Posts Tagged ‘Liz Harwood’

The McNeill Family: Edmonton

Written by Harold McNeill on October 6th, 2013. Posted in Family 1940 1965


Edmonton Street LocationsLaura McNeill and Mr. Goodrich42

The McNeill Family: Edmonton/h1>

H.A. Gray School

Photo (From Web): The stately H.A. Gray Elementary School in Edmonton where Mom registered Louise and I in late August, 1949. It was a far cry from our one room school in Harlan, SK (see Chapter 2). Also, reference footer photo for comparison to a similar building in Victoria.

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Link to Last Post: Dad is Missing (Last of Part IV)
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Link to the Old School House (First in the Harlan Series)

Chapter 1: The Gypsy Years

When Dad and Mom (Dave and Laura McNeill) took Louise and me 1 to live with Aunt Liz and Uncle Warren, in Harlan, Saskatchewan early in the spring of 1949, it was the first time we were separated from our parents. While we had made many moves in our short lives, this was just the beginning of being away from them for various periods of time ranging from a few months, to nearly a year. Our lives became a whirlwind of short-term home stays, new schools and new friends, many of whom remained steadfast for the rest of our lives.

Even our old pal Shep, the amazing Collie Cross, was left far behind in the care of our good friend Mr. Goodrich, our trapper neighbour at Marie Lake (A Final Farewell). Although the loneliness of being separated from Mom, Dad, Shep and our wilderness way of life, left a gapping hole in our lives, we had every reason to believe the hole would be filled once we settled in Edmonton.

Well, things did not turn out as planned and, in fact, Edmonton would bring the near death of our Mom and her younger sister, Aunt Marcia and the death of our one our best friends.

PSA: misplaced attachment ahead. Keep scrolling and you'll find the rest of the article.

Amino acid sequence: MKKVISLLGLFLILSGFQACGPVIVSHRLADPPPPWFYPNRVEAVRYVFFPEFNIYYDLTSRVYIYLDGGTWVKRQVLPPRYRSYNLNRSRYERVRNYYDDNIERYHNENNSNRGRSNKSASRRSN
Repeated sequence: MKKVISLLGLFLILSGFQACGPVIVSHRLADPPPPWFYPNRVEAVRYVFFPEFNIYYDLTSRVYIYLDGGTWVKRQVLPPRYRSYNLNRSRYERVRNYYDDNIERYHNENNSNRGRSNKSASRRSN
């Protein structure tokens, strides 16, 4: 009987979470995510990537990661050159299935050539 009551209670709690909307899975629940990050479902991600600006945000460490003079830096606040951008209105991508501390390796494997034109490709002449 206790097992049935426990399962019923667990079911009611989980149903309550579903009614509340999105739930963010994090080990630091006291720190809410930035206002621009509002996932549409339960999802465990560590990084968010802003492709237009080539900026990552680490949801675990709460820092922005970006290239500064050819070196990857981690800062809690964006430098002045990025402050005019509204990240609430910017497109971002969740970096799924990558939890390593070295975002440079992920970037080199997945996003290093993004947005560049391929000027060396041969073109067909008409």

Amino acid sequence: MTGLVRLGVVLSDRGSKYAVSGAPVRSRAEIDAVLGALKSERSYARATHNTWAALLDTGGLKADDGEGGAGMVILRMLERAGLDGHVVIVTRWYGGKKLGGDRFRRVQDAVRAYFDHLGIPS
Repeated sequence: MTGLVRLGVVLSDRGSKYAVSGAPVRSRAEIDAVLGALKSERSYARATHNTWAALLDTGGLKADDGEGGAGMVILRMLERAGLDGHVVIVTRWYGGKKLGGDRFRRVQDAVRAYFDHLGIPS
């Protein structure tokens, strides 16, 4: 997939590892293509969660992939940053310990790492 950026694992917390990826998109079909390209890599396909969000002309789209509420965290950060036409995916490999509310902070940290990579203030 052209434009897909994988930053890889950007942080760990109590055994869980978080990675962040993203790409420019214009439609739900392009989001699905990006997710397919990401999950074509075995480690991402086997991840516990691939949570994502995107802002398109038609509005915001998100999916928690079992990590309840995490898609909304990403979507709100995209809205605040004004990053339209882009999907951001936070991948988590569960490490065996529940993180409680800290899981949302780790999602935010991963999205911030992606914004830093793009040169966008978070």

1Aunt Liz’s first husband Tart, a rodeo bronco rider, had passed away a few years earlier and Aunt Liz, Dad’s sister, had married Dad’s friend Warren Harwood around the time we were all living north of Cold Lake. (Smith Place)

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Comments

  • Harold McNeill

    August 16, 2019 |

    Many thanks for reviewing the article Elizabeth. There are so many areas of our society in which populism carries the day, although I think what is happening with the ICBC is that groups having a vested interest in private insurance would dearly love to dislodge ICBC from their preferred position. That being said, I think was a good move to have only portions of the insurance coverage in BC being held by ICBC and other portions being made available through private enterprise.

  • Elizabeth Mary McInnes, CAIB

    August 15, 2019 |

    It’s a breath of fresh air to see a resident of British Columbia look to review all the facts over believing what is reported in the news or just following along with the negative stigma of the masses. Your article truly showcases that with a little reform to ICBC’s provincial system – British Columbia could be a true leader for other provinces in Canada. Very well written article!

  • Harold McNeill